I'm also talking about that particularly American version of globalism, Pressel's closing "it doesn't matter where you come from." Contrast that with new mom Hee-Won Han, who travelled back to Korea in the off-week for an early celebration of her son's 1st birthday (his grandparents are raising him while he's an infant), just so she could prepare for the Open. On a different webcast, she just seemed saddened by well-intentioned questions about him and her family. Distance matters. And so does language and culture. Even Europeans fluent in English had a different take on globalization than Pressel, sometimes reminding their interviewer, "We have McDonald's, too," and at other times insisting you can eat healthier in America because American supermarkets offer more choices to consumers than European ones (just to pick out 2 moments from the webcasts that stick out to me). For them and for every Korean golfer who emphasizes hard work, individual effort, and making the most of opportunity, globalization can sound somewhat American. The ball may not know where the person hitting it comes from (to paraphrase one of the Korean golfers interviewed in the Open preview), but everyone else knows (at least roughly)....
The fact is, nationalism plays a huge role in women's golf. Would the Solheim and Kyoraku Cups even exist without it? Would the LPGA be promoting Pressel and Paula Creamer (and, until her slump, Brittany Lincicome) so hard and working so hard to get Michelle Wie to want to join the tour without it? Would there be 10 entrants from Sweden in the Open if not for Annika Sorenstam? 32 from South Korea if not for the Se Ri Pak effect? Would there be a weekly half-hour feature on Ai Miyazato in Japan if nationalism didn't matter? (To be sure, this hasn't yet translated into an Ai-chan effect on the LPGA, as only two Japanese golfers qualified for the Open besides Ai-chan, Momoko Ueda, and Sakura Yokomine, who got in through exemptions [the 3rd JLPGA exemption, by the way, went to a Korean, Mi-Jeong Jeon], but we may see a mini-wave soon.)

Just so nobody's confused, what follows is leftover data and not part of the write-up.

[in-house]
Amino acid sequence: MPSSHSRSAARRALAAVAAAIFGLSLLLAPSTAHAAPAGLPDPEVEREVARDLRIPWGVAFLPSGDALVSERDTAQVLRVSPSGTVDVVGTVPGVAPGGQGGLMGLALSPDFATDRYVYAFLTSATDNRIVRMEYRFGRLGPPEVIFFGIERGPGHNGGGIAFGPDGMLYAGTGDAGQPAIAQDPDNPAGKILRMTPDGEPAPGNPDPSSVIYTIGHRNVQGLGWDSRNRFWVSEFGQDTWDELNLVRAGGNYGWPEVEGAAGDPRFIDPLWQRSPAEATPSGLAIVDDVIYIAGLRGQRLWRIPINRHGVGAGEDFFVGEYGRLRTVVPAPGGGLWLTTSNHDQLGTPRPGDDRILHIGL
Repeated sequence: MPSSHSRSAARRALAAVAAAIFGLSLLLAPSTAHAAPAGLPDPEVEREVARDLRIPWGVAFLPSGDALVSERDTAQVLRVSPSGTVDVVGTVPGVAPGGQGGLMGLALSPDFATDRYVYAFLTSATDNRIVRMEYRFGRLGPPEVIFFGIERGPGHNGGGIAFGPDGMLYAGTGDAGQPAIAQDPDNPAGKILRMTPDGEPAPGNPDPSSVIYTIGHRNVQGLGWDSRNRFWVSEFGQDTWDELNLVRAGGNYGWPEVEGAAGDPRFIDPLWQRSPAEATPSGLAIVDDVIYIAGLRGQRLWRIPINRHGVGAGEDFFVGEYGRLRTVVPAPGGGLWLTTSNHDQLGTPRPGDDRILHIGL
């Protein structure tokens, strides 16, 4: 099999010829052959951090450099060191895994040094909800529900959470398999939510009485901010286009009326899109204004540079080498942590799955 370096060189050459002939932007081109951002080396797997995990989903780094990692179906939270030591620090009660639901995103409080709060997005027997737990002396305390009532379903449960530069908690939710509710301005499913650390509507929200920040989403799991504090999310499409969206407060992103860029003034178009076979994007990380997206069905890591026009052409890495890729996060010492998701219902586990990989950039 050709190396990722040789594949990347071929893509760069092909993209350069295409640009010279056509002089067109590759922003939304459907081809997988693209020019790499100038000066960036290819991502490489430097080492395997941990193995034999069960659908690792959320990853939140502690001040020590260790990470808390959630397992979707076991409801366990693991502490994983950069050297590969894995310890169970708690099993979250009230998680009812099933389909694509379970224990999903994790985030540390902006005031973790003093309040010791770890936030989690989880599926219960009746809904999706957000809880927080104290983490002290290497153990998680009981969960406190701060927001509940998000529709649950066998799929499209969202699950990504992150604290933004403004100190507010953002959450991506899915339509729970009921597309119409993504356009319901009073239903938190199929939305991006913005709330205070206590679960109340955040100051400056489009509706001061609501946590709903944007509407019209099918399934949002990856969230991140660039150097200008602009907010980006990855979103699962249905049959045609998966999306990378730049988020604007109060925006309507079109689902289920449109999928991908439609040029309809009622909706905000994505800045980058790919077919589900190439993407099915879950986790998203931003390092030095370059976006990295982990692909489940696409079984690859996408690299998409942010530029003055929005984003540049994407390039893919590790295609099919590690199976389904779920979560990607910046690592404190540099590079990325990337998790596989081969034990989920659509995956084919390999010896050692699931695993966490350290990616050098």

Still, it seems to me that Pressel's language and body language during the interview suggest a different kind of American nationalism, one that treats the older discourses of nationalism as a little awkward, embarrassing, even rude, while still feeling and acting entirely American. Pressel was so ready to move on to the next question and let her clubs do the talking. Winning your own national championship means even more when the best in the world want to do the same, Pressel seemed to be hinting. It's not a choice between nationalism or globalization any more--it's both/and.
There's more to be said about sports as a metaphor and model for all kinds of international competition, the way in which the metaphor of competition gets applied to the business world, and the way the business and sports worlds are so thoroughly intertwined, but for now let's just enjoy the golf and watch how it's framed.